UPTON, John (1639-87), of Lupton, Devon.

Published in The History of Parliament: the House of Commons 1660-1690, ed. B.D. Henning, 1983
Available from Boydell and Brewer



Mar. 1679
Oct. 1679

Family and Education

bap. 15 Aug. 1639, 1st s. of Arthur Upton of Lupton by Elizabeth, da. of William Gould of Floyer’s Hayes, Exeter, Devon, wid. of Robert Haydon of Cadhay, Devon. educ. Exeter, Oxf. 1656, BA 1659. m. 4 Sept. 1665, Ursula, da. of Sir John Lytcott of East Molesey, Surr., wid. of George Clarke, merchant, of London, 3s. (d.v.p.) 1da. suc. fa. 1662.1

Offices Held

J.p. Devon 1673-6, commr. for recusants 1675, assessment 1677-80.


Upton’s ancestors acquired Lupton by marriage in the second half of the 15th century. The house is some five miles from Dartmouth, which Upton’s grandfather, a strong Puritan, represented from 1625 till his death in 1641. His father, an active supporter of Parliament in the Civil War, sat for the county in 1654 and 1656, and in the latter year was appointed a commissioner of customs. The family tradition was reinforced by Upton’s marriage to Thurloe’s sister-in-law, after which he went to live for a time in Ireland, where his cousin sat in Parliament for Carrickfergus. Upton’s uncle, a London merchant who had also married a daughter of Sir John Lytcott, was on sufficiently good terms with the Government to be himself nominated to the board of customs in 1671. His mother’s house was licensed for Presbyterian worship in 1672, and Upton himself was the patron of the well-known Independent preacher John Flavel. At the request of the Earl of Bath, his name was removed from the commission of the peace in 1676.2

Upton was returned for Dartmouth to all three Exclusion Parliaments. Noted by Shaftesbury as ‘honest’, he was named to seven committees in 1679, including those for the bill summoning Danby to give himself up and for the security bill, and he voted for the committal of the first exclusion bill. In the second Exclusion Parliament he was again moderately active, with nine committees, the most important being to inquire into abhorring. In the Oxford Parliament he was named only to the committee of elections and privileges. He made no speeches.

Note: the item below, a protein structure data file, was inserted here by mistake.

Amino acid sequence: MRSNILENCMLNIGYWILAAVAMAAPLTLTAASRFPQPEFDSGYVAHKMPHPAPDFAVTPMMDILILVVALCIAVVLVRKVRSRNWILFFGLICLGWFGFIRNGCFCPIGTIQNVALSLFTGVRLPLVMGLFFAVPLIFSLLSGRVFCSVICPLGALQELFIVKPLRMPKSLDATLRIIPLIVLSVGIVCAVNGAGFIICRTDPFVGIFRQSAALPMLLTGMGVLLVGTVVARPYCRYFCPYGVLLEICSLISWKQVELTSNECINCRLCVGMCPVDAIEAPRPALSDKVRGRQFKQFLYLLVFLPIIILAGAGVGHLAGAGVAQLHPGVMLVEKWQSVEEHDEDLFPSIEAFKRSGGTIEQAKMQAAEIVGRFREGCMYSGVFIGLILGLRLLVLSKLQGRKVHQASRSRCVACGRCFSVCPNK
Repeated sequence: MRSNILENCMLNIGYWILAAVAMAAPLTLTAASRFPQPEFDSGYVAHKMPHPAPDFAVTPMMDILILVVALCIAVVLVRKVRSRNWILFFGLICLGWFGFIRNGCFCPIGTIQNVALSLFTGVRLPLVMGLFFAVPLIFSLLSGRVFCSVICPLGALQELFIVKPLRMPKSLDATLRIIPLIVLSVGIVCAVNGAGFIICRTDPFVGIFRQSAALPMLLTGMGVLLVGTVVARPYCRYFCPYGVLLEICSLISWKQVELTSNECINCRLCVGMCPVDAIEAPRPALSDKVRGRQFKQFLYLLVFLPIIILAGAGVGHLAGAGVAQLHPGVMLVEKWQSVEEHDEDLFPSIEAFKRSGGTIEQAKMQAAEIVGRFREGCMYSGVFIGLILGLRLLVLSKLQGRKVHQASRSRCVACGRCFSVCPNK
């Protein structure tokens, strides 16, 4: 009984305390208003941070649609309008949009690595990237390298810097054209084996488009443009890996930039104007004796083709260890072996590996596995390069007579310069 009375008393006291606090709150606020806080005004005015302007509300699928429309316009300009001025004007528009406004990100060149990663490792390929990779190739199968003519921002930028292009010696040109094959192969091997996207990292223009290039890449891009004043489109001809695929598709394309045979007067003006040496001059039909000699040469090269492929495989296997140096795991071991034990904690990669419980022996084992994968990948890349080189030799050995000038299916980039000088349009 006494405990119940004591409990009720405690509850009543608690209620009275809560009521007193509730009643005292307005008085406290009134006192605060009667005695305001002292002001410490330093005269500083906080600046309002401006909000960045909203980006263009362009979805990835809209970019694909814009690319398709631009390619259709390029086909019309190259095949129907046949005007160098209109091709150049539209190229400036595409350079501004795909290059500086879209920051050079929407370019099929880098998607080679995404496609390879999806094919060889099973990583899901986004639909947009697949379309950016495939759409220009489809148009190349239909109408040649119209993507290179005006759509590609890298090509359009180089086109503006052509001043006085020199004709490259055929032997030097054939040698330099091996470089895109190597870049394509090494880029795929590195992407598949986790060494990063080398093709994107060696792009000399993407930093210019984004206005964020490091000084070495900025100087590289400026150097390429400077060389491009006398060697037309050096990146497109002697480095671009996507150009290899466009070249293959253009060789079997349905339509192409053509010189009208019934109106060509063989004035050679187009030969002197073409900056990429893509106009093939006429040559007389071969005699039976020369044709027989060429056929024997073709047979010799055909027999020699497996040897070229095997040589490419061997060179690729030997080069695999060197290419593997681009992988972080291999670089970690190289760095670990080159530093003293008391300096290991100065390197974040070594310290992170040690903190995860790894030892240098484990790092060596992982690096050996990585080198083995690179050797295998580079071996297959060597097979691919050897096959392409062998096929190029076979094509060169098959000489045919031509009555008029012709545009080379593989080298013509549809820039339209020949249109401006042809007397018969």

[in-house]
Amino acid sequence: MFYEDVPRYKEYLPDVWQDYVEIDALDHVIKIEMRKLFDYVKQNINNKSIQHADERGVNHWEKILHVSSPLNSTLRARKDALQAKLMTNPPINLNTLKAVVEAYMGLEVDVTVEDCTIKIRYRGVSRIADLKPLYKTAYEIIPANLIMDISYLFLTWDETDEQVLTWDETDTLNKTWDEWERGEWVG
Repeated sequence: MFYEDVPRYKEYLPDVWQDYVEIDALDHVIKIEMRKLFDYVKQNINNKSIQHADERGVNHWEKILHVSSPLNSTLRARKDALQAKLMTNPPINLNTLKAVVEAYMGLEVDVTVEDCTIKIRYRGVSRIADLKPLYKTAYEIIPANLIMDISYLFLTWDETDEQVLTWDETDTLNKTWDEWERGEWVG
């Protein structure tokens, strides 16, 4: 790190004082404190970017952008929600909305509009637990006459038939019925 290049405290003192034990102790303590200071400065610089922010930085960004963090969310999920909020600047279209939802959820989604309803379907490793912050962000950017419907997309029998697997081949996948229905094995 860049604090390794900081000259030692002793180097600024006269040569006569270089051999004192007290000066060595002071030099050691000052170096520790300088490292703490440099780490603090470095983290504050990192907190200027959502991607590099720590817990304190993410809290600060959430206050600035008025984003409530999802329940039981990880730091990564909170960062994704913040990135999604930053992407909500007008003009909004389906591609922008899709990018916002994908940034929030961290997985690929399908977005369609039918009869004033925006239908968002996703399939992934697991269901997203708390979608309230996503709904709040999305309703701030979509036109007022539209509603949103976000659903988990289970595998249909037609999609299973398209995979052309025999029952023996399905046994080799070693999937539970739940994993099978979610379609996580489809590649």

Upton is not known to have stood for James II’s Parliament, and died at Salisbury on 7 Sept. 1687. Flavel preached his funeral sermon. Lupton was inherited by his brother William, who married the coheir of Sir John Otway and established a landed family in Westmorland. The Devonshire estates were soon alienated to the heir of William Hayne, but a nephew stood unsuccessfully for Dartmouth in 1715. A great-nephew represented Westmorland from 1761 to 1768, but other Uptons in Parliament were descended from the Irish branch.3

Ref Volumes: 1660-1690

Author: John. P. Ferris


  • 1. Misc. Gen. et Her. (ser. 2), iii. 224; iv. 75.
  • 2. Keeler, Long Parl. 368; CSP Dom. 1671, p. 505; 1672-3, p. 177; Trans. Dev. Assoc. xviii. 205-6; G. L. Turner, Recs. of Early Nonconformity, 1180-1; HMC Finch, ii. 43.
  • 3. Devon and Cornw. N. and Q. v. 128; J. Flavel, The Balm of the Covenant.